GEORGETOWN, Guyana (CMC) — The Guyana Police Force (GPF) Tuesday “emphatically” denied that it had been directed to ban Haitians from entering the country.
In a statement, the GPF said “it has not been directed by any authority, neither has the commissioner of police been instructed by the Minister of Home Affairs” to ban individuals from the French-speaking Caribbean Community (Caricom) country entering Guyana.
“There is no ban on Haitian nationals seeking to enter Guyana,” the GPF said, adding that it “is categorically refuting such allegations which are being peddled on social media by irresponsible, mischievous and misleading media reporting”.
In its statement, the police said that it wanted to clarify an issue that occurred on Sunday, May 23 and Monday, May 24, when 17 out of 61 Haitians, “were refused entry into the country because of the fact that they did not satisfy immigration requirements”.
The GPF said that the 61 Haitian had arrived here on Caribbean Airlines flights at the Eugene Correia International Airport at Ogle.
“Having not been landed, the 17 Haitians have been kept at the Airport awaiting a return flight to their Port of Embarkation for their journey to Guyana,” the GPF said, adding that the Haitians have “since departed aboard a Caribbean Airlines flight from the Eugene F Correia International Airport, Ogle” on Tuesday.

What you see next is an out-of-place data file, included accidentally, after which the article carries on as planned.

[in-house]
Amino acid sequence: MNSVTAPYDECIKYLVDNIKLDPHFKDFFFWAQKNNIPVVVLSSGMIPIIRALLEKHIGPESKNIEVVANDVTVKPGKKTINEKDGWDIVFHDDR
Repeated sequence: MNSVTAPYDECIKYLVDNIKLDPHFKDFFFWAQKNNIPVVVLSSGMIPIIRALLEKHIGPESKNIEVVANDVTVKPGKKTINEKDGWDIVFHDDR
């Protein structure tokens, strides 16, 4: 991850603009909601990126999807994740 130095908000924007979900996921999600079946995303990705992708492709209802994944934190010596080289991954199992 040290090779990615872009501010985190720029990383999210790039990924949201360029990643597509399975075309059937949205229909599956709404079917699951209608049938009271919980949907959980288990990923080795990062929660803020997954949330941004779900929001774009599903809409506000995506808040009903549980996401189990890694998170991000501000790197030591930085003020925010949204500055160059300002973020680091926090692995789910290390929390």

“The Airline, airport officials and the Ministry of Home Affairs assisted with feeding and accommodation for the affected persons during their stay at the airport,” the statement added.
Last November, the government came under fire after 26 Haitians were detained amid efforts to deport them after they were already granted entry into the country.
The Haitians were eventually released from custody and the High Court later ruled that their detention was illegal.
Despite being a member of the regional integration movement, many Caribbean governments impose visa restrictions on Haitians entering their countries.
Haitians have been using Guyana as a transit point for entry into neighbouring Brazil and Suriname for employment.